Green investments to support economic growth next year - BNM governor


Abdul Rasheed said Malaysia’s growth will continue to be driven by resilient domestic expenditure underpinned by continued employment and wage growth.

DUBAI: Malaysia expects to see more green and climate-change related investments next year to support economic growth which is projected at four to five per cent, Bank Negara Malaysia’s (BNM) governor Datuk Abdul Rasheed Ghaffour said.

He said the government and the private sector have undertaken a number of multi-year projects that would contribute towards the nation's economic growth from next year onwards.

"There are a number of plans that the government has already announced, one of which is related to climate change, which is the National Energy Transition Roadmap (NETR).

"There are also a lot of projects that are going to be implemented; there are 10 flagship projects and these will cover the six important levers of the green economy that will also support economic growth not just (for) next year, but over the next three to five years," he told Bernama on the sidelines of Malaysia’s Climate Finance Day in the Malaysia Pavilion at the 28th Conference of Parties (COP28) to the United Nations Framework Convention on Climate Change here.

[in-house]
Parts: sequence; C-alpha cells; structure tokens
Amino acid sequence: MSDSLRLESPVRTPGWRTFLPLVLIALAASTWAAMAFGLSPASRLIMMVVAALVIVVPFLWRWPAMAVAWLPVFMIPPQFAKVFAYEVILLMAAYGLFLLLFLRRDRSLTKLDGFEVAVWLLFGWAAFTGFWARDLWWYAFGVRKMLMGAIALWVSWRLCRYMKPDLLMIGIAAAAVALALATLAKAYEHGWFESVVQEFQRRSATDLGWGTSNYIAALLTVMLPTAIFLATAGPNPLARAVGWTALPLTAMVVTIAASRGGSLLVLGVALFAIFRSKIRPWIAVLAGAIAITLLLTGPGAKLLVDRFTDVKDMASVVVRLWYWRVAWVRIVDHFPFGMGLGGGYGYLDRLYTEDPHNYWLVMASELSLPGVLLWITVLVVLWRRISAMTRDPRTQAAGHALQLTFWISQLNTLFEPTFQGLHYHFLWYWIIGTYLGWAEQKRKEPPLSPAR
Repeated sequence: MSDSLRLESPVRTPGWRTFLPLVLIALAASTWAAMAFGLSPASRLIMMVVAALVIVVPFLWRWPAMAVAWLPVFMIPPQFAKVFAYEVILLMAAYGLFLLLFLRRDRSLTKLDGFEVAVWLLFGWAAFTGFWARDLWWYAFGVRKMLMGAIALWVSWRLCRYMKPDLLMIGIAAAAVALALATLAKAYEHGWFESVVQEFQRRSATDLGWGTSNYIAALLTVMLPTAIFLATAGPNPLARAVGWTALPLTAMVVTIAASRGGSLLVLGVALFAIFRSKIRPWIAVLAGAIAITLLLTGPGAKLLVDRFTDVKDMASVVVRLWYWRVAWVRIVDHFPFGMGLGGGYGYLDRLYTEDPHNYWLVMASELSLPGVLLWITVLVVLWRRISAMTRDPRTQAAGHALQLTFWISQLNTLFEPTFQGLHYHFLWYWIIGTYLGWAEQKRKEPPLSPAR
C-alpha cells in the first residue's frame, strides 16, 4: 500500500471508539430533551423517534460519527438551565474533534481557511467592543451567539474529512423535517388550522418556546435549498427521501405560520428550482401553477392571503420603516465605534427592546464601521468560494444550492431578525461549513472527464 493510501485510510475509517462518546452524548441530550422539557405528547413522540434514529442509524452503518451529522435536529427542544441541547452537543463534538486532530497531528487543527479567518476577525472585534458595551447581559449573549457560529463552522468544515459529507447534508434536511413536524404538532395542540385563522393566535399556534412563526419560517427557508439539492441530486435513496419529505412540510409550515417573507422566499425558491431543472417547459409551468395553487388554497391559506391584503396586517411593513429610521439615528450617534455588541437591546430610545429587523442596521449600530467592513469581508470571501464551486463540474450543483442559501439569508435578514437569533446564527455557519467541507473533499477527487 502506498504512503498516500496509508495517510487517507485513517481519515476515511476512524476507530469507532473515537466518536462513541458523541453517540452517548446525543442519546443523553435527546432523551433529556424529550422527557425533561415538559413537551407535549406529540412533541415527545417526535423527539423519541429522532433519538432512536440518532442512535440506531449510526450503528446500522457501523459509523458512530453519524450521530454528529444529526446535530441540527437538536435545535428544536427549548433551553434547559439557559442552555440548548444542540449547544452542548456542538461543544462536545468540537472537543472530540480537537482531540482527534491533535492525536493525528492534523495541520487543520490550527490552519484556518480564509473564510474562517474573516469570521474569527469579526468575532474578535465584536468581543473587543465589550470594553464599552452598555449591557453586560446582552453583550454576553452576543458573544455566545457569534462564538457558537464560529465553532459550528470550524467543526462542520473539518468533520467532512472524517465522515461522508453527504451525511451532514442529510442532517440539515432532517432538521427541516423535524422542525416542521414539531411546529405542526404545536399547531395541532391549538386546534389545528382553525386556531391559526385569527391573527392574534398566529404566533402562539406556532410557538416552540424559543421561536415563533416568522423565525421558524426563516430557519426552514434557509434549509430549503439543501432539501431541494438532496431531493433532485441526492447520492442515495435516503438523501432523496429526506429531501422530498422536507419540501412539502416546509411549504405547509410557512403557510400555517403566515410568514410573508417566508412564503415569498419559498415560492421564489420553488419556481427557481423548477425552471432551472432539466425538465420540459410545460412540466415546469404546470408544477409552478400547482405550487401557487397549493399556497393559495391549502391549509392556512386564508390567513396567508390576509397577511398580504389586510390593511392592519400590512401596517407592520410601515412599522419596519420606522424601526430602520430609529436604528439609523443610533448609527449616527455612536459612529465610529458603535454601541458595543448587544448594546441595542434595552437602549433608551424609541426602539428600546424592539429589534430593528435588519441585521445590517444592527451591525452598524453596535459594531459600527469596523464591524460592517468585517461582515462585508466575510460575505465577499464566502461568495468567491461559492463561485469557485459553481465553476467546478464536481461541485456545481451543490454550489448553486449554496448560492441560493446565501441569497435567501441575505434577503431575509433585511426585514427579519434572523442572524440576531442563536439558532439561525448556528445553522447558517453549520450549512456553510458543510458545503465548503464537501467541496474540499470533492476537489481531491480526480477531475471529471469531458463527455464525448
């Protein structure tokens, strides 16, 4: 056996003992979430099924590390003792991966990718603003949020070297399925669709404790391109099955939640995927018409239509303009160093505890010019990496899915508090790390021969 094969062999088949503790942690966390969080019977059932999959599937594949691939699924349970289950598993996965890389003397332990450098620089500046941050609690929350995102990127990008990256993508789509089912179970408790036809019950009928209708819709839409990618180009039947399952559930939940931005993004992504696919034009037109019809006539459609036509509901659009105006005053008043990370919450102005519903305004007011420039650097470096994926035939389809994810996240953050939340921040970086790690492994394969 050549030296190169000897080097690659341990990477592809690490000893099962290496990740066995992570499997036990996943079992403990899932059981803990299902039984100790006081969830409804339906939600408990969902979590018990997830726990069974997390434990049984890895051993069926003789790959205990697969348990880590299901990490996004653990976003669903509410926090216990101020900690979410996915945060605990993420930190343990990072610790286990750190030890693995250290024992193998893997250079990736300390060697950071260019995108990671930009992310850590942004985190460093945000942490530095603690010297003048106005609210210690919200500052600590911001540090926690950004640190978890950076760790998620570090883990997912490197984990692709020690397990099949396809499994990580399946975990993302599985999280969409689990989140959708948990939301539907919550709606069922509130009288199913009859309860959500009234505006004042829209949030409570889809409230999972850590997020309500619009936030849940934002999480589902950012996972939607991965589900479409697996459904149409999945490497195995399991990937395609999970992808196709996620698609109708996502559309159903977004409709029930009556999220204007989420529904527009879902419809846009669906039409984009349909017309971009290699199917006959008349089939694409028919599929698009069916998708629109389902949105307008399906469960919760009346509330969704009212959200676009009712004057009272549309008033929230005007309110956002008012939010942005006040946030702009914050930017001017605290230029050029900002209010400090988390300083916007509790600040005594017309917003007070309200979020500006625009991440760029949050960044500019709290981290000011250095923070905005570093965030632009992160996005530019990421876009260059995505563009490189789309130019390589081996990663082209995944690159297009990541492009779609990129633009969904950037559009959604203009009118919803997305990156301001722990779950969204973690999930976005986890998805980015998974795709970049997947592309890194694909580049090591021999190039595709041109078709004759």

Abdul Rasheed noted that apart from the NETR, the recently launched Hydrogen Economy and Technology Roadmap and the New Industrial Master Plan 2030 will also attract specific investments that will also support Malaysia's growth in near term.

This, he said, will also include projects related to environmental, social and governance (ESG).

In addition to investment support, the governor said the export sector also saw some improvement this year and is expected to further improve next year, supporting the nation's growth.

He added that the economic growth will also be spurred by increasing domestic demand and private consumption, as well as the tourism industry.

Meanwhile, on ringgit’s performance, Abdul Rasheed stressed that the central bank remains committed to avoid excessive volatility in the currency market as emerging markets are largely affected by the strength of the US dollar.

"In terms of ringgit volatility, if we compare where we are with others in the region, ours is the smallest in terms of volatility.

"It is BNM's role to maintain orderly function (in the currency market) and to ensure that there is no excessive volatility in the ringgit," he added

In terms of an advanced economy’s monetary policy, the governor said its hiking cycle may have peaked.

The softening economy, coupled with inflation moderating, will support the ringgit and other emerging markets’ currencies, he said. - Bernama

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